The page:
The history of theatrical scenery is as old as the theatre itself, and just as obtuse and tradition bound. What we tend to think of as 'traditional scenery', i.e. two-dimensional canvas-covered 'flats' painted to resemble a three-dimensional surface or vista, is a relatively recent innovation and a significant departure from the more ancient forms of theatrical expression, which tended to rely less on the actual representation of space senerial and more on the conveyance of action and mood. By the Shakespearean era, the occasional painted backdrop or theatrical prop was in evidence, but the show itself was written so as not to rely on such items to convey itself to the audience. However, this means that today's set designers must be that much more careful, so as to convey the setting without taking away from the actors.
Our more modern notion of scenery, which dates back to the 19th century, finds its origins in the dramatic spectacle of opera buffa, from which the modern opera is descended. Its elaborate settings were appropriated by the 'straight', or dramatic, theatre, through their use in comic operettas, burlesques, pantomimes and the like. As time progressed, stage settings grew more realistic, reaching their peak in the Belasco realism of the 1910-'20s, in which complete diners, with working soda fountains and freshly made food, were recreated onstage. Perhaps as a reaction to such excess and in parallel with trends in the arts and architecture, scenery began a trend towards abstraction, although realistic settings remained in evidence, and are still used today. At the same time, the musical theatre was evolving its own set of scenic traditions, borrowing heavily from the burlesque and vaudeville style, with occasional nods to the trends of the 'straight' theatre. Everything came together in the 1980s and 1990s and, continuing to today, until there is no established style of scenic production and pretty much anything goes. Modern stagecraft has grown so complex as to require the highly specialized skills of hundreds of artists and craftspeople to mount a single production.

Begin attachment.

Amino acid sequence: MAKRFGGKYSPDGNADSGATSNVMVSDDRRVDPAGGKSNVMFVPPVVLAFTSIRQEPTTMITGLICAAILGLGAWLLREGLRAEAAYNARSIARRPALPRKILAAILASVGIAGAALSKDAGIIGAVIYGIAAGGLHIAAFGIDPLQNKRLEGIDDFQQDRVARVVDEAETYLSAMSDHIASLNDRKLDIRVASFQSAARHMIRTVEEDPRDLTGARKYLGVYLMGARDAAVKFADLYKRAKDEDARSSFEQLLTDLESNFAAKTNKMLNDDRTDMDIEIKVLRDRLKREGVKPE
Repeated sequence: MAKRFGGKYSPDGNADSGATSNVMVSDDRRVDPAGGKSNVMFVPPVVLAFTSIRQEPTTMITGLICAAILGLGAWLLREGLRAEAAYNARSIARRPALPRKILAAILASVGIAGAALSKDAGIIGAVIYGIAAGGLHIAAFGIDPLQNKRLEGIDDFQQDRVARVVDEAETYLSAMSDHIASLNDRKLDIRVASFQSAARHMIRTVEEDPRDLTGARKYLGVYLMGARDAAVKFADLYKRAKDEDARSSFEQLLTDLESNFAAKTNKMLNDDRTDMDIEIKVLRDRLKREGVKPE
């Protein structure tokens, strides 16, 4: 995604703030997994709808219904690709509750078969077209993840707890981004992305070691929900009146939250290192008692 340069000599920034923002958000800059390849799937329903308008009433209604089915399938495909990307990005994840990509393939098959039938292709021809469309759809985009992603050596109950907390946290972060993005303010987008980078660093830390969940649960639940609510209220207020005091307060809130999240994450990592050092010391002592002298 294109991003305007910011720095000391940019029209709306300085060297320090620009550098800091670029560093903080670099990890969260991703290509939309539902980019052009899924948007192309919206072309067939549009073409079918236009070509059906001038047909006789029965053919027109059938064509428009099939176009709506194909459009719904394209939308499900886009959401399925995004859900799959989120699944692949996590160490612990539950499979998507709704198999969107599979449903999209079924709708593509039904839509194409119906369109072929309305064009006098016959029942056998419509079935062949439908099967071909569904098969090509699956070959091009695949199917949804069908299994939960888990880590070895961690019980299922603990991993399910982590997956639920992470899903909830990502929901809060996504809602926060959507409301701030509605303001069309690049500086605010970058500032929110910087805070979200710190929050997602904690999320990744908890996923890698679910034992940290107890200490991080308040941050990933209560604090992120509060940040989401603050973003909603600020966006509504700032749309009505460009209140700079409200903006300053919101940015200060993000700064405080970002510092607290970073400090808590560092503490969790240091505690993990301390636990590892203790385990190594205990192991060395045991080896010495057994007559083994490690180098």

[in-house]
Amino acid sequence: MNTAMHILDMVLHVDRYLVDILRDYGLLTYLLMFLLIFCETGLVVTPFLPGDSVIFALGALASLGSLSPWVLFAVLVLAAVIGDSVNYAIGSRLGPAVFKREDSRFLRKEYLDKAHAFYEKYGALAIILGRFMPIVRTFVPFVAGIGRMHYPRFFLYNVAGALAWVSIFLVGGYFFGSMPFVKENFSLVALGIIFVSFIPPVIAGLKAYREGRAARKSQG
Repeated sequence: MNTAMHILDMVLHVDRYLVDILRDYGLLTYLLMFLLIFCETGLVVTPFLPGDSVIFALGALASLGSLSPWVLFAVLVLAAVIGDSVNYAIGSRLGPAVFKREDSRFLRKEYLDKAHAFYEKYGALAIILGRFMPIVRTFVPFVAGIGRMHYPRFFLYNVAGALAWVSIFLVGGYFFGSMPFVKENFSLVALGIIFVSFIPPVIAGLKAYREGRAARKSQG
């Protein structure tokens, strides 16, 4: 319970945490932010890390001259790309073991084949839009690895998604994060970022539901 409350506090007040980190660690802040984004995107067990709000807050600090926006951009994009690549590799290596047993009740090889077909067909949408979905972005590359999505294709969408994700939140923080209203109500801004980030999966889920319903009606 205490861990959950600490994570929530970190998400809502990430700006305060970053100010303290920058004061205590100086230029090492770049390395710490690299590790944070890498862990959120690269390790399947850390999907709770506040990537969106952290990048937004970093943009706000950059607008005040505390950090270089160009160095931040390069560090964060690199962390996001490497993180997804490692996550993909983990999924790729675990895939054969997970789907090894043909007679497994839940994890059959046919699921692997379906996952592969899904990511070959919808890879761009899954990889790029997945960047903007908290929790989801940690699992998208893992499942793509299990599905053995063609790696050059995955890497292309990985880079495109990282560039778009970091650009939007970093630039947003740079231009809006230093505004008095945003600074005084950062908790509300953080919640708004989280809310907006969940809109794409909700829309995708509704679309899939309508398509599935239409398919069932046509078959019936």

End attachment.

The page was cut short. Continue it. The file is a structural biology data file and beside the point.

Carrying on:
The construction of theatrical scenery is frequently one of the most time-consuming tasks when preparing for a show. As a result, many theatres have a place for storing scenery (such as a loft) so that it can be used for multiple shows. Since future shows typically are not known far in advance, theatres will often construct stock scenery that can be easily adapted to fit a variety of shows. Common stock scenery types include:
Scenic Barn Wall by Glenn Davis
Realistic hospital scene with the help of props